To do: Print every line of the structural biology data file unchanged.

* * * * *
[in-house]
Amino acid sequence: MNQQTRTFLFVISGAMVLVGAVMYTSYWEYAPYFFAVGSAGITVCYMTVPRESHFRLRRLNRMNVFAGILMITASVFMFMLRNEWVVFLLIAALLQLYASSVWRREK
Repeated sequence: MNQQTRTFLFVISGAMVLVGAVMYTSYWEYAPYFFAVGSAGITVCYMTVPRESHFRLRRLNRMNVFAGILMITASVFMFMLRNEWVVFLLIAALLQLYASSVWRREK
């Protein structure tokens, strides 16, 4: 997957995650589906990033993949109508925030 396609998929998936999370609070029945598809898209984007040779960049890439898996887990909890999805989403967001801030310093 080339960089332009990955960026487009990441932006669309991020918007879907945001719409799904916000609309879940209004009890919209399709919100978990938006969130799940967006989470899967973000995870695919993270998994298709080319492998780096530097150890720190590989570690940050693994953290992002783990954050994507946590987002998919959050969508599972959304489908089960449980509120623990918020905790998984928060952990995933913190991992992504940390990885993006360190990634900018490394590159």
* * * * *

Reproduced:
[in-house]
Amino acid sequence: MNQQTRTFLFVISGAMVLVGAVMYTSYWEYAPYFFAVGSAGITVCYMTVPRESHFRLRRLNRMNVFAGILMITASVFMFMLRNEWVVFLLIAALLQLYASSVWRREK
Repeated sequence: MNQQTRTFLFVISGAMVLVGAVMYTSYWEYAPYFFAVGSAGITVCYMTVPRESHFRLRRLNRMNVFAGILMITASVFMFMLRNEWVVFLLIAALLQLYASSVWRREK
């Protein structure tokens, strides 16, 4: 997957995650589906990033993949109508925030 396609998929998936999370609070029945598809898209984007040779960049890439898996887990909890999805989403967001801030310093 080339960089332009990955960026487009990441932006669309991020918007879907945001719409799904916000609309879940209004009890919209399709919100978990938006969130799940967006989470899967973000995870695919993270998994298709080319492998780096530097150890720190590989570690940050693994953290992002783990954050994507946590987002998919959050969508599972959304489908089960449980509120623990918020905790998984928060952990995933913190991992992504940390990885993006360190990634900018490394590159």